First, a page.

What can folks do to promote this culture? What can people do on an individual level and what would be an ideal situation?
Cornell: Buffalo is an amazing opportunity. It’s changed in the past few years but the amount of vacant land and vacant lots—like the Massachusets Ave Project is a great example of going into a part of the city with cheap land and creating a farm. They’re focused mainly on outreach, education, and annual crop production. This could be in people’s yards, but it also could be a city-wide project to create food forests where we use these vacant lots and plant out trees. You plant out the trees, and you can also plant out the vegetables too, but you have your long term food security plan that’s growing. You’ve planted the seeds so you’ve set that clock.
Photo by Eric Cornell
Do you picture a food forest as something that would be open to the public, open to the community where pick what you want?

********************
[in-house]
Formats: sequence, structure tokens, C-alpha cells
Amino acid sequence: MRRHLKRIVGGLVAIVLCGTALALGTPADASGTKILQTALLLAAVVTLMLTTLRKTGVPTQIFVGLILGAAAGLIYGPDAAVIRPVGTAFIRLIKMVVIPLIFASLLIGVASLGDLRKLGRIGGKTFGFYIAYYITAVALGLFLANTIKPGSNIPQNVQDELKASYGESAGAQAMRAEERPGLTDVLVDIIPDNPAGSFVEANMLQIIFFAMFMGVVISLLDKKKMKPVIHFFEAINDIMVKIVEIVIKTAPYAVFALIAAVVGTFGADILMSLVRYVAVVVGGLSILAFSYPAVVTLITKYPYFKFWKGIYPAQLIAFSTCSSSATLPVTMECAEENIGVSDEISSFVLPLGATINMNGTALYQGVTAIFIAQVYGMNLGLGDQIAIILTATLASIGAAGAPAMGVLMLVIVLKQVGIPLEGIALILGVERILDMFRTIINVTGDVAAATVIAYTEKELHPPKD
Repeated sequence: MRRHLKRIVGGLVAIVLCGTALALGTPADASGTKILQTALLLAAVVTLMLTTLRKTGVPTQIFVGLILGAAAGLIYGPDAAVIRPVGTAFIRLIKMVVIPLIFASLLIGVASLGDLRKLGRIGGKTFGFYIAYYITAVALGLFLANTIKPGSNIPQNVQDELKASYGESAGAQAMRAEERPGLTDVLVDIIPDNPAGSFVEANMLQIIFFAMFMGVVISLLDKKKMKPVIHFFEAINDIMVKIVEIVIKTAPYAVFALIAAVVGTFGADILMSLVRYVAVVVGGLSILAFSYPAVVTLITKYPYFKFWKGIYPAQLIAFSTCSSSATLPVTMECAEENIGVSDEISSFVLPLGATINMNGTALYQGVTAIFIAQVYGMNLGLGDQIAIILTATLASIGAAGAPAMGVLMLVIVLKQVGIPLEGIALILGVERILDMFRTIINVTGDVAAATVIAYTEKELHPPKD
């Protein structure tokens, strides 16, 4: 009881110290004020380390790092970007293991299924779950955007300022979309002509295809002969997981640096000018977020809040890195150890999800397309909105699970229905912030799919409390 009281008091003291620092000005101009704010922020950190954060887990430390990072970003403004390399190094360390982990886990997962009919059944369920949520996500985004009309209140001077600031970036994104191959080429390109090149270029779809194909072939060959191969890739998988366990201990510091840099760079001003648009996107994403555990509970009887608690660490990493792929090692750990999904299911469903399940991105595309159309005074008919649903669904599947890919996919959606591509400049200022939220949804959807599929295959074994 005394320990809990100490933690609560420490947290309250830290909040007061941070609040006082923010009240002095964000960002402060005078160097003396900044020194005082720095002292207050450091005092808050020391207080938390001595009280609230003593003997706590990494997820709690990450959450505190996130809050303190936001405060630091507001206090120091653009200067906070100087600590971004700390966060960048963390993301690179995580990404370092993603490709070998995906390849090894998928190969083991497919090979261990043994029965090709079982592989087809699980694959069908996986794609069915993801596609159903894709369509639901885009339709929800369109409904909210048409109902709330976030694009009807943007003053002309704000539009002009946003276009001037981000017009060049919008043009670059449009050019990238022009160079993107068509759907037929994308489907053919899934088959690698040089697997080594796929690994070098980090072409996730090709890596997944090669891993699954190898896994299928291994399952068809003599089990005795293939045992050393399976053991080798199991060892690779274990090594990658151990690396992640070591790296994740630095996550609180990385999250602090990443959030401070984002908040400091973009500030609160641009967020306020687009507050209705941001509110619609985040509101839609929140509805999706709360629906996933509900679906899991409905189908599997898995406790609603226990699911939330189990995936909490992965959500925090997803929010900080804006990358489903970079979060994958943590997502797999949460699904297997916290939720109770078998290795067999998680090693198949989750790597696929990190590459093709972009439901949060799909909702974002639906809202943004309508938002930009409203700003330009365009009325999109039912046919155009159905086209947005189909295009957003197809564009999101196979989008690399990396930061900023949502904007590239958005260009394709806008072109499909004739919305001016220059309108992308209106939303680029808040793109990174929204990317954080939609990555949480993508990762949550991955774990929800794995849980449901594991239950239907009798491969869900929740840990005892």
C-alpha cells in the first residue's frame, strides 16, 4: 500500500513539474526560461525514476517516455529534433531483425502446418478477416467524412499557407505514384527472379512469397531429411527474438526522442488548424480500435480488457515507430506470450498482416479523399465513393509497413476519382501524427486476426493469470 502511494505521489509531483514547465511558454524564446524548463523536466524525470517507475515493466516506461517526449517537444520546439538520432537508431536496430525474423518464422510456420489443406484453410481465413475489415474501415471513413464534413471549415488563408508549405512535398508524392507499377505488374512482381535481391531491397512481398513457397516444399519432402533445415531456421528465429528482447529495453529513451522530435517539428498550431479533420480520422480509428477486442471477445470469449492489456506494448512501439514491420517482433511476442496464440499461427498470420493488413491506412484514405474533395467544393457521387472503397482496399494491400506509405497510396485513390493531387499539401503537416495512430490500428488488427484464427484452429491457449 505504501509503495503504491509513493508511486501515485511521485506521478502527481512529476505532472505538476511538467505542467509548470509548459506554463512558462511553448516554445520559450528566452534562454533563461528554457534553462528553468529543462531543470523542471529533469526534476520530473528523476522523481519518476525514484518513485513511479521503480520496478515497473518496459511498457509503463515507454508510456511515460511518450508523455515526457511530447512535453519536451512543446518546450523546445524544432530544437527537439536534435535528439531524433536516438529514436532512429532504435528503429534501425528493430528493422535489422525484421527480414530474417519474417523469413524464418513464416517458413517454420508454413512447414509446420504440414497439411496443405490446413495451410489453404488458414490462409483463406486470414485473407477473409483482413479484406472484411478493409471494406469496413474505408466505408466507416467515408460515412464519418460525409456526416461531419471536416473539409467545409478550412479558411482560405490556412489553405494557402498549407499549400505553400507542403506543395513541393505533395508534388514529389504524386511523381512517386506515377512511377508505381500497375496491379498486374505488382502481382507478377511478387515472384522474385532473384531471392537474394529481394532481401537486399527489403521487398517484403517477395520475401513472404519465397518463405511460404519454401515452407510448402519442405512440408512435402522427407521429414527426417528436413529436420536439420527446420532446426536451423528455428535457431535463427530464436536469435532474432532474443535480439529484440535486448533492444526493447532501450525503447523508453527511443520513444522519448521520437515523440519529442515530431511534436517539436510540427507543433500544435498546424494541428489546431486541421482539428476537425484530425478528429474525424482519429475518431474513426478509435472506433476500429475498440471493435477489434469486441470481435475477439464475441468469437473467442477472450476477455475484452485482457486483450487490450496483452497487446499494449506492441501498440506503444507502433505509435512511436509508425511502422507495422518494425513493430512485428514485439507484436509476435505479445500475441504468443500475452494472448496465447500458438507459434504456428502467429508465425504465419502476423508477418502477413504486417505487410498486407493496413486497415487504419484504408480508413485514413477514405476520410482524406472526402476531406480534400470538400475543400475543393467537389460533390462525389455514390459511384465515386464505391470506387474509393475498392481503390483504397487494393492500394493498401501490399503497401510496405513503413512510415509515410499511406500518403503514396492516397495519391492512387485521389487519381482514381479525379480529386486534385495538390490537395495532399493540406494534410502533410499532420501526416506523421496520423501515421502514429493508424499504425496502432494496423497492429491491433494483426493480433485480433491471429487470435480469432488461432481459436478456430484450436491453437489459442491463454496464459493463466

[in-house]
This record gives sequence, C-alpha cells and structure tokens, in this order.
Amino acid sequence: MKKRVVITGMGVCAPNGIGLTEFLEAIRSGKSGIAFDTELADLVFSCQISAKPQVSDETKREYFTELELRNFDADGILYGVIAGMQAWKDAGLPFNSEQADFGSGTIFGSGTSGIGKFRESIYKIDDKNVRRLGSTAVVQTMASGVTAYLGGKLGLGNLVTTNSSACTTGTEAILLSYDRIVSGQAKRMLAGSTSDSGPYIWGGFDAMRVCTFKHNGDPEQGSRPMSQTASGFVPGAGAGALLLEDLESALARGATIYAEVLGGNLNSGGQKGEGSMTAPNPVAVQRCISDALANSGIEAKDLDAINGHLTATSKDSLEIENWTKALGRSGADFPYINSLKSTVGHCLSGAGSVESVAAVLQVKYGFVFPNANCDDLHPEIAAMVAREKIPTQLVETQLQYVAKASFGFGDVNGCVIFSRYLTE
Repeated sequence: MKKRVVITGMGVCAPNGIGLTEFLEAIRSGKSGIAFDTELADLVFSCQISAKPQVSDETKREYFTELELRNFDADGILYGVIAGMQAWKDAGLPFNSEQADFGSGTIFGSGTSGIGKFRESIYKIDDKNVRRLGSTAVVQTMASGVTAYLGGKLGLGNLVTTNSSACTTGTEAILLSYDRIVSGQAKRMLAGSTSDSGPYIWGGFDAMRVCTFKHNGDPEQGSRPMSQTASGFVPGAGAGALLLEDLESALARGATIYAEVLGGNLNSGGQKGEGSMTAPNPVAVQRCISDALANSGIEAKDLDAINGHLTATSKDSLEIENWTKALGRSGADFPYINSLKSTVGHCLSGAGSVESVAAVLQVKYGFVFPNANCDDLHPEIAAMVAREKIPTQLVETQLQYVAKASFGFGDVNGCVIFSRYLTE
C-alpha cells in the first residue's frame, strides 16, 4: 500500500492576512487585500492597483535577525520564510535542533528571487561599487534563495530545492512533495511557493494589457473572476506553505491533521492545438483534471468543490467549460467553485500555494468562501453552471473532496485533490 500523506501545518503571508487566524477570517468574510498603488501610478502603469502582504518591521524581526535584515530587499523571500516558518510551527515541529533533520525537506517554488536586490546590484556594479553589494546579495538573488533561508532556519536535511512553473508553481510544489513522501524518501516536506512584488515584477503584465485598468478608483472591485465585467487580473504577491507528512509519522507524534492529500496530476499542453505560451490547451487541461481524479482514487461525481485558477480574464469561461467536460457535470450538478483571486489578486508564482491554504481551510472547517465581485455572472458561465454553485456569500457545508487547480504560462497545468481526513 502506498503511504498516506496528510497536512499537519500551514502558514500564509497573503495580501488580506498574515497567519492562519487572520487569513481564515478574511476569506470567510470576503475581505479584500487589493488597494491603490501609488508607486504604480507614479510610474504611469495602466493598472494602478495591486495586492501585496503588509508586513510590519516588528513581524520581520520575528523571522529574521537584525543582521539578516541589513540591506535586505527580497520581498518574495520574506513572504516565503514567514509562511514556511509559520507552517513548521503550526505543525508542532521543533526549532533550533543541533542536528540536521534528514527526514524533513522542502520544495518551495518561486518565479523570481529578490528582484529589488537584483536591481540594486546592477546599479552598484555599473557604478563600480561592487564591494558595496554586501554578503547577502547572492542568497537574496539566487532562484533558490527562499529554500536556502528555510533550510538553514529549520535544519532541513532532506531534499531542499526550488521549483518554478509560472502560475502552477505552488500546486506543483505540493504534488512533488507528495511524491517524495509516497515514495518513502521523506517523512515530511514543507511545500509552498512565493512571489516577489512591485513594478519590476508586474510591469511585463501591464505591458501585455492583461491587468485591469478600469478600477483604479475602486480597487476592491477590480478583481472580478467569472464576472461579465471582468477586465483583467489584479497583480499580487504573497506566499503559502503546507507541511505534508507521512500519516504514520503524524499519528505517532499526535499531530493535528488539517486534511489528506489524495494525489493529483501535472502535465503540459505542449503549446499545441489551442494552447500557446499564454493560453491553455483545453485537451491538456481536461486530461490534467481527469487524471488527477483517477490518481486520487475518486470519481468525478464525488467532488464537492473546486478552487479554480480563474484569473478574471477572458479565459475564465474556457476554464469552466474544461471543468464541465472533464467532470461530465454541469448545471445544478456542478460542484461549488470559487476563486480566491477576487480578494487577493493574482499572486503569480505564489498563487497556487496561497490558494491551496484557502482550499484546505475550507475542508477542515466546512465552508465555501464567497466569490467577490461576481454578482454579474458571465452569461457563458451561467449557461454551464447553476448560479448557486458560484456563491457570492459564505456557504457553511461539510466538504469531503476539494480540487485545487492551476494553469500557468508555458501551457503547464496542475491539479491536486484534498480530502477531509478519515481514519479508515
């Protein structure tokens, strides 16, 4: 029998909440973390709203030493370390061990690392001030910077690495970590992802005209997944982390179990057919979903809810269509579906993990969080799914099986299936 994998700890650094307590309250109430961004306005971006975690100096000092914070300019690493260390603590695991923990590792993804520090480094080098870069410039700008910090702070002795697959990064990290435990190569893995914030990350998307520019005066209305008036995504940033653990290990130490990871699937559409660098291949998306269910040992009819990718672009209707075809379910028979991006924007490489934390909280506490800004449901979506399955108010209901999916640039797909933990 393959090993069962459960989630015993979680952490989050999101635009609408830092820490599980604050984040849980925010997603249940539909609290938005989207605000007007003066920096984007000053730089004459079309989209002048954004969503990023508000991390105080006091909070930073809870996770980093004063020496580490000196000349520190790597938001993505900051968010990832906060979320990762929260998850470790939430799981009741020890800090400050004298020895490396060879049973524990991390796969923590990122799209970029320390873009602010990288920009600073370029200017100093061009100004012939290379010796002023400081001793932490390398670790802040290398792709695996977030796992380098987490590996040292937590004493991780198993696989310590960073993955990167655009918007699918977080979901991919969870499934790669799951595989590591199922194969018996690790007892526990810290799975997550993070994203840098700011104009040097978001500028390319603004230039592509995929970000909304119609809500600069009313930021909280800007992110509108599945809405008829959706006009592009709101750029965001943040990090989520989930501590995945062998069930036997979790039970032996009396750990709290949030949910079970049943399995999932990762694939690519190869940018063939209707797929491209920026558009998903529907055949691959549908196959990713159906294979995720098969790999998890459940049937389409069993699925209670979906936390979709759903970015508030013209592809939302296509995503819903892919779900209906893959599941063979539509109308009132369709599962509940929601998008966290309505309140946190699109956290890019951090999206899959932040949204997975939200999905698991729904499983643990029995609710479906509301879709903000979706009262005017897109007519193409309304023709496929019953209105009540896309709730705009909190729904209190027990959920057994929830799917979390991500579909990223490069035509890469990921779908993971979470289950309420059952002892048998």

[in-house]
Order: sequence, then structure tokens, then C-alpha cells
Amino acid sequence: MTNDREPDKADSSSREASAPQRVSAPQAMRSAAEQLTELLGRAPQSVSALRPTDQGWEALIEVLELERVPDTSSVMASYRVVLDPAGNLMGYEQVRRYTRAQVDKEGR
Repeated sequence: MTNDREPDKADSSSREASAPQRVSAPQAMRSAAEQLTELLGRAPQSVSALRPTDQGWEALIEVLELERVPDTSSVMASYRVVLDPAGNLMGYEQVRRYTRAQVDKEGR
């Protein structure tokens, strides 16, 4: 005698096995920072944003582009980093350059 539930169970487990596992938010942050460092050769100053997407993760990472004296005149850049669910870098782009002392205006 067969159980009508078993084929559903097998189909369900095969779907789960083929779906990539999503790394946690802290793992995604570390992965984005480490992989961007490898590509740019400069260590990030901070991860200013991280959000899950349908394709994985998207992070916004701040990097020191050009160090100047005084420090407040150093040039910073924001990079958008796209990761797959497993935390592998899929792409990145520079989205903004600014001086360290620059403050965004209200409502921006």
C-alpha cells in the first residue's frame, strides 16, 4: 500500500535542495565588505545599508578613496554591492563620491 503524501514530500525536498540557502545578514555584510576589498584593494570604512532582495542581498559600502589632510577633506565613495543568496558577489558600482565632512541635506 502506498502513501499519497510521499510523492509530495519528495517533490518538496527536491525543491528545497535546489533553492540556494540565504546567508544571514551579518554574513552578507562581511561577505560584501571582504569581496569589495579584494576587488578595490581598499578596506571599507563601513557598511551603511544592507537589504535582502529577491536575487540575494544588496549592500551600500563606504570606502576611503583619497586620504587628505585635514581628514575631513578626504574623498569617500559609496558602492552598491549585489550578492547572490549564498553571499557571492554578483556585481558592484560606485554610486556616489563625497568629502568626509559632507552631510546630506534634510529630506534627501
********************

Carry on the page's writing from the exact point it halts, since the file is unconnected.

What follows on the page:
Cornell: Yes, it’s a network. We’re used to seeing corner marts. Imagine the model of corner marts being in every neighborhood or every few blocks, imagine that’s just a parcel of land with tree crops, fruit trees, berries, vegetables. That’s the equivalent or analog. I think the idea is that it’s free. I think that there are ways to organize, to sell surplus, so there’s a way that the food is getting to the people that need it, and it’s commonly held. So it’s not like a business is operating it, like an orchard and it’s a privately held thing. There are probably a few different ways it could be run. There are models that can be replicated. Beacon is probably the most well known in the United States. It’s a seven acre spot, and it’s in a neighborhood of Seattle that’s more economically down, so it’s great in that sense, to be providing food in the food desert. It creates a new culture around food and gives people the opportunity to become producers instead of consumers. In a generation or two, it will be hard to remember when we didn’t have commonly held food everywhere. It will be looked at as like a dark age, when food was unavailable, or it was available but produced in another state or another country, wrapped in plastic with chemicals to preserve it. It’ll seem really strange.